As beekeepers, we are responsible for managing our honey bee colonies. If the hive has a major problem, it is the responsibility of the beekeeper to assist if possible. In spite of nature’s wonderful adaptability, there will be times when a beekeeper needs to know how to buy a queen bee. Having young productive queens is a must. Colony population depends on a constant supply of new bees during the warm season.
The single most important individual in the colony, the primary role of the queen is to lay eggs. Lots of eggs – both fertilized and unfertilized to produce workers and drones. Without her, life will not go along well for very long.
Do You Need to Buy a Queen
Worker bees are the non-reproductive females that do all the necessary task for the colony. Because bees do not live very long, a constant supply of new workers is necessary.
Where to Buy a Queen Honey Bee
Purchasing a new queen bee is very easy during the warm season. From late Spring through early Fall, finding a queen for sell should not be a problem.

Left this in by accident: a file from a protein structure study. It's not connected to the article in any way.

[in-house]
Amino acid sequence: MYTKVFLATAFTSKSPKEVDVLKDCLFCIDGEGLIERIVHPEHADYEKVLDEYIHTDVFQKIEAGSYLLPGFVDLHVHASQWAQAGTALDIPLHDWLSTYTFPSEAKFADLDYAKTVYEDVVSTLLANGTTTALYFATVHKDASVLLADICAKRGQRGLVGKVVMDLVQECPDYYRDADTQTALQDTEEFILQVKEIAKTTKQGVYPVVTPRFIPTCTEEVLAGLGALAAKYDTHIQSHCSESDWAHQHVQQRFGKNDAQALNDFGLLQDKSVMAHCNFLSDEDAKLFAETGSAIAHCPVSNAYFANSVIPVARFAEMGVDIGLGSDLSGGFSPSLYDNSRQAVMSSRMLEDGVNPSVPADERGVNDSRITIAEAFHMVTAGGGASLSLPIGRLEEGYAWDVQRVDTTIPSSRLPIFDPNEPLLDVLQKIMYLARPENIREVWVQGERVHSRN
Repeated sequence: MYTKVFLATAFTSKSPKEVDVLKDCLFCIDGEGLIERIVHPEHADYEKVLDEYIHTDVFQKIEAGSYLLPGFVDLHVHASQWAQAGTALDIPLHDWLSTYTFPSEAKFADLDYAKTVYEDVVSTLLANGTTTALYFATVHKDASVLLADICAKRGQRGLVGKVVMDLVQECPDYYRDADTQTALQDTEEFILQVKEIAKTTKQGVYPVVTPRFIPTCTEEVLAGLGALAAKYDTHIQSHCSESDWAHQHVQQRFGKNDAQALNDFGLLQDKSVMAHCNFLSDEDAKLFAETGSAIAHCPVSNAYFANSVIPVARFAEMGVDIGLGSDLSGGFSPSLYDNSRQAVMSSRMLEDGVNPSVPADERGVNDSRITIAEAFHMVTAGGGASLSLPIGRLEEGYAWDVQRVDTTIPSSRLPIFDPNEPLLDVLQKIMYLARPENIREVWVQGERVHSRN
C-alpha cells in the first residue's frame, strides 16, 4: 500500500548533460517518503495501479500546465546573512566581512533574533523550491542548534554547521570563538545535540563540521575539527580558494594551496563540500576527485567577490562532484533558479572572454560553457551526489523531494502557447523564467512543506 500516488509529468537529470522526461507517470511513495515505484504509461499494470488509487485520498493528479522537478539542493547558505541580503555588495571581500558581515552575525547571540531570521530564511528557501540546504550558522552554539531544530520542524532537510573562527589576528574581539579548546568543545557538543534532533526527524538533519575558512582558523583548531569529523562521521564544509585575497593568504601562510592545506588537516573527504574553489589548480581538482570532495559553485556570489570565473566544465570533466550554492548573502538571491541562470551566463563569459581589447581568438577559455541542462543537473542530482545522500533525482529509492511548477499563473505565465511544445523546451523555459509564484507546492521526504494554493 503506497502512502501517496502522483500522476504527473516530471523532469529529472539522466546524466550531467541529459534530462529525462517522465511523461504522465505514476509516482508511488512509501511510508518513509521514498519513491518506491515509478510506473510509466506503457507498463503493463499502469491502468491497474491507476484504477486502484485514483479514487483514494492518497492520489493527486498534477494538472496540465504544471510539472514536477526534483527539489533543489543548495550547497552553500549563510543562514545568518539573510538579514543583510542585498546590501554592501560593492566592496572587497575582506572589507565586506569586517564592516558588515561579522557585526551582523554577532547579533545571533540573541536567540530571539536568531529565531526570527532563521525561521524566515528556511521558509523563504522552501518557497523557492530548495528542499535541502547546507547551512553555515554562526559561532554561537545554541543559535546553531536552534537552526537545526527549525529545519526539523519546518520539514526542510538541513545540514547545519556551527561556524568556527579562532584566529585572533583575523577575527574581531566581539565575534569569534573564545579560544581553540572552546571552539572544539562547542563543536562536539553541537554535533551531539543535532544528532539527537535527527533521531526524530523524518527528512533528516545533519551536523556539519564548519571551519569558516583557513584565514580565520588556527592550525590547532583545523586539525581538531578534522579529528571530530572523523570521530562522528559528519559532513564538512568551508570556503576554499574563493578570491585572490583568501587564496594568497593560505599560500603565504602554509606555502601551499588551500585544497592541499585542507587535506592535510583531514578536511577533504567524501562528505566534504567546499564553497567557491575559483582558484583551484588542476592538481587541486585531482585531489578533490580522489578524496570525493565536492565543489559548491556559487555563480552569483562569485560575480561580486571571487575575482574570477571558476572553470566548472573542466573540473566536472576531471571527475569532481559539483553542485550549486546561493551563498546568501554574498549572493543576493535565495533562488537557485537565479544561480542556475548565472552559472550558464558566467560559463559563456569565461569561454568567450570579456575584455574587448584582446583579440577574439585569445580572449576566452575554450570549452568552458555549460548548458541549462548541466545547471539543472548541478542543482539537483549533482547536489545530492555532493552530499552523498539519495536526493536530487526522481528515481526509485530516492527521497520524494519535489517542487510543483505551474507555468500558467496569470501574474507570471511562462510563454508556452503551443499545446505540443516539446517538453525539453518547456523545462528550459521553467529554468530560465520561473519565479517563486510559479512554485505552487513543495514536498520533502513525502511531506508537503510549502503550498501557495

If you live within driving distance of a bee supply, they will often have extra queens for sale during “bee season” – especially early Spring.
And believe it or not, you can buy a queen online and have her shipped right to your front door. Now, whether she will arrive alive is another question but many queens are shipped through the mail each season.
Sometimes, local beekeepers raise a few extra queens – if the beekeeper is reputable, this is a great way to add some new genetics to your bees. Contact your local beekeeping association for more information.
Placing a Queen Order
These are the most common steps in buy a queen for your hive.
- research reputation of seller
- choose which type of honey bee queen you want (breed)
- place your order – you may have to pay in advance
- if queen is shipping in the mail – choose the quickest delivery time and review any guarantees (or lack thereof) of live delivery
How Much Does a Queen Bee Cost?
The cost of a queen honey bee can vary from one location to another. And of course, if you are buying bees from certain breeding programs you can expect to pay more.